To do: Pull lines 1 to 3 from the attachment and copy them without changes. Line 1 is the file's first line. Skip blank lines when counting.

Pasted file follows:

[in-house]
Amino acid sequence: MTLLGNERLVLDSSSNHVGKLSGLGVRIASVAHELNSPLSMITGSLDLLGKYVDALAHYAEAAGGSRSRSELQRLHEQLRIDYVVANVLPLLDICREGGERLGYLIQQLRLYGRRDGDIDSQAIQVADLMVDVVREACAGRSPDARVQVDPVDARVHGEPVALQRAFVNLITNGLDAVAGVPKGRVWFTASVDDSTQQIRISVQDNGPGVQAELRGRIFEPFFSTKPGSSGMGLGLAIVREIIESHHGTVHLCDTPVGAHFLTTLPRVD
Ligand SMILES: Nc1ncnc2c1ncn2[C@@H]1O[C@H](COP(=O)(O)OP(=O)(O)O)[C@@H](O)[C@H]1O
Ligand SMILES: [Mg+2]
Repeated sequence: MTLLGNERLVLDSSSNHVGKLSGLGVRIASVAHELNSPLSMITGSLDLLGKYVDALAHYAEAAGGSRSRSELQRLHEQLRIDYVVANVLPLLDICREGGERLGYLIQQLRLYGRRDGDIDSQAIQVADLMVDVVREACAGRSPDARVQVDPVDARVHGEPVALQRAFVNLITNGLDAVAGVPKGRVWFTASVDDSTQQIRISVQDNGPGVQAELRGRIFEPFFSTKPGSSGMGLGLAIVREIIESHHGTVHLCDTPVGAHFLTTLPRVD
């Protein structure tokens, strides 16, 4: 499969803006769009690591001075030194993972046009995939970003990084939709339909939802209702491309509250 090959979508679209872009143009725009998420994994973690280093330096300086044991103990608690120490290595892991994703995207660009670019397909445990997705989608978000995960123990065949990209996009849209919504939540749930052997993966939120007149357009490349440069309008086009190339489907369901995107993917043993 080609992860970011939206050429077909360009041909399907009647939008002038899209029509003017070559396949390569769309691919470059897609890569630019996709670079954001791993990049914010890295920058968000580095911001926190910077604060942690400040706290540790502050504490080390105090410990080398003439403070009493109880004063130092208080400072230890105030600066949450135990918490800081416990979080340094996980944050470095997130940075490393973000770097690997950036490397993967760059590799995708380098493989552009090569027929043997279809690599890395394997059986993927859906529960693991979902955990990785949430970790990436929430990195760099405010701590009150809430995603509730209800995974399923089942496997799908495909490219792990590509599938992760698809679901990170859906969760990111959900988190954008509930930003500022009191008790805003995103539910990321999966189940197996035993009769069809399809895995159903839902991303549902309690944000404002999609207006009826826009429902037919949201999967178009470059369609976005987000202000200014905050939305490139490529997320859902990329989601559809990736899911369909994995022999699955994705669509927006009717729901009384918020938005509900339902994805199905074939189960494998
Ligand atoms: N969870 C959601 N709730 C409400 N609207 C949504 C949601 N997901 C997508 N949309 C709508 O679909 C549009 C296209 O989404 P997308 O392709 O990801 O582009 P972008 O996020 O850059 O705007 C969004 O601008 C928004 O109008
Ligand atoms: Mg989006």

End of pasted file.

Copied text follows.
[in-house]
Amino acid sequence: MTLLGNERLVLDSSSNHVGKLSGLGVRIASVAHELNSPLSMITGSLDLLGKYVDALAHYAEAAGGSRSRSELQRLHEQLRIDYVVANVLPLLDICREGGERLGYLIQQLRLYGRRDGDIDSQAIQVADLMVDVVREACAGRSPDARVQVDPVDARVHGEPVALQRAFVNLITNGLDAVAGVPKGRVWFTASVDDSTQQIRISVQDNGPGVQAELRGRIFEPFFSTKPGSSGMGLGLAIVREIIESHHGTVHLCDTPVGAHFLTTLPRVD
Ligand SMILES: Nc1ncnc2c1ncn2[C@@H]1O[C@H](COP(=O)(O)OP(=O)(O)O)[C@@H](O)[C@H]1O